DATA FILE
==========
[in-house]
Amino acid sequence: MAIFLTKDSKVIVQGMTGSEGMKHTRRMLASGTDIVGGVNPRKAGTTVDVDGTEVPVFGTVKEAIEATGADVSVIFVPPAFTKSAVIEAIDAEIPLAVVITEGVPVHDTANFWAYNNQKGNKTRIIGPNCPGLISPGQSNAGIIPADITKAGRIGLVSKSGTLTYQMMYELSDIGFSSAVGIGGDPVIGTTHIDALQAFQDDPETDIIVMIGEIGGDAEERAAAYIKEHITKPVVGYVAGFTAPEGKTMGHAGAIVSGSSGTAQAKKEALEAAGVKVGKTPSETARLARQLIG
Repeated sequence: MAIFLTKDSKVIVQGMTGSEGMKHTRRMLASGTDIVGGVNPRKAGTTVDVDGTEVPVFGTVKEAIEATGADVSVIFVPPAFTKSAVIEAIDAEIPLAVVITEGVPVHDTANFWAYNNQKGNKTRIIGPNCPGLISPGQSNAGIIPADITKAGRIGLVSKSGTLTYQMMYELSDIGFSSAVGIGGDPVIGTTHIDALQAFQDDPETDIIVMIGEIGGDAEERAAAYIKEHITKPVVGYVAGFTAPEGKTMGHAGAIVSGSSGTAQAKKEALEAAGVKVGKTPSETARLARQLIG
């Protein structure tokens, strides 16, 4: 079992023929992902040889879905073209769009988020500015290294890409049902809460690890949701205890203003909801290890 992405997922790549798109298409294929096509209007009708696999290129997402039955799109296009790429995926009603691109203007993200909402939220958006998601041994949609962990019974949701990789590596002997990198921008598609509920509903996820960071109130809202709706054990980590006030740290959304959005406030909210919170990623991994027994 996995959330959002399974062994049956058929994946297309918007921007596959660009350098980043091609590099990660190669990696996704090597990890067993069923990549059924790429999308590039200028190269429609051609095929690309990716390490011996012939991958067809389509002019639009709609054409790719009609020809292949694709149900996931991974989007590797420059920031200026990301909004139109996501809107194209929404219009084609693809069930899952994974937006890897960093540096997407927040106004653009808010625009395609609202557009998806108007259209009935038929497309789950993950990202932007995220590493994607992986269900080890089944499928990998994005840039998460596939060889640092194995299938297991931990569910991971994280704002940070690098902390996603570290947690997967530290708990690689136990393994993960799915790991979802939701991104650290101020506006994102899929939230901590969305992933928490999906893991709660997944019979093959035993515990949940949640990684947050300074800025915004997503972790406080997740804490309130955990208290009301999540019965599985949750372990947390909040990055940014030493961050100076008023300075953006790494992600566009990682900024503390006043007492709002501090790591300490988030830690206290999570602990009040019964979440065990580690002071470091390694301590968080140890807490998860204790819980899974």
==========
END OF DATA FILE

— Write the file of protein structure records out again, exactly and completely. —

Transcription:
[in-house]
Amino acid sequence: MAIFLTKDSKVIVQGMTGSEGMKHTRRMLASGTDIVGGVNPRKAGTTVDVDGTEVPVFGTVKEAIEATGADVSVIFVPPAFTKSAVIEAIDAEIPLAVVITEGVPVHDTANFWAYNNQKGNKTRIIGPNCPGLISPGQSNAGIIPADITKAGRIGLVSKSGTLTYQMMYELSDIGFSSAVGIGGDPVIGTTHIDALQAFQDDPETDIIVMIGEIGGDAEERAAAYIKEHITKPVVGYVAGFTAPEGKTMGHAGAIVSGSSGTAQAKKEALEAAGVKVGKTPSETARLARQLIG
Repeated sequence: MAIFLTKDSKVIVQGMTGSEGMKHTRRMLASGTDIVGGVNPRKAGTTVDVDGTEVPVFGTVKEAIEATGADVSVIFVPPAFTKSAVIEAIDAEIPLAVVITEGVPVHDTANFWAYNNQKGNKTRIIGPNCPGLISPGQSNAGIIPADITKAGRIGLVSKSGTLTYQMMYELSDIGFSSAVGIGGDPVIGTTHIDALQAFQDDPETDIIVMIGEIGGDAEERAAAYIKEHITKPVVGYVAGFTAPEGKTMGHAGAIVSGSSGTAQAKKEALEAAGVKVGKTPSETARLARQLIG
């Protein structure tokens, strides 16, 4: 079992023929992902040889879905073209769009988020500015290294890409049902809460690890949701205890203003909801290890 992405997922790549798109298409294929096509209007009708696999290129997402039955799109296009790429995926009603691109203007993200909402939220958006998601041994949609962990019974949701990789590596002997990198921008598609509920509903996820960071109130809202709706054990980590006030740290959304959005406030909210919170990623991994027994 996995959330959002399974062994049956058929994946297309918007921007596959660009350098980043091609590099990660190669990696996704090597990890067993069923990549059924790429999308590039200028190269429609051609095929690309990716390490011996012939991958067809389509002019639009709609054409790719009609020809292949694709149900996931991974989007590797420059920031200026990301909004139109996501809107194209929404219009084609693809069930899952994974937006890897960093540096997407927040106004653009808010625009395609609202557009998806108007259209009935038929497309789950993950990202932007995220590493994607992986269900080890089944499928990998994005840039998460596939060889640092194995299938297991931990569910991971994280704002940070690098902390996603570290947690997967530290708990690689136990393994993960799915790991979802939701991104650290101020506006994102899929939230901590969305992933928490999906893991709660997944019979093959035993515990949940949640990684947050300074800025915004997503972790406080997740804490309130955990208290009301999540019965599985949750372990947390909040990055940014030493961050100076008023300075953006790494992600566009990682900024503390006043007492709002501090790591300490988030830690206290999570602990009040019964979440065990580690002071470091390694301590968080140890807490998860204790819980899974």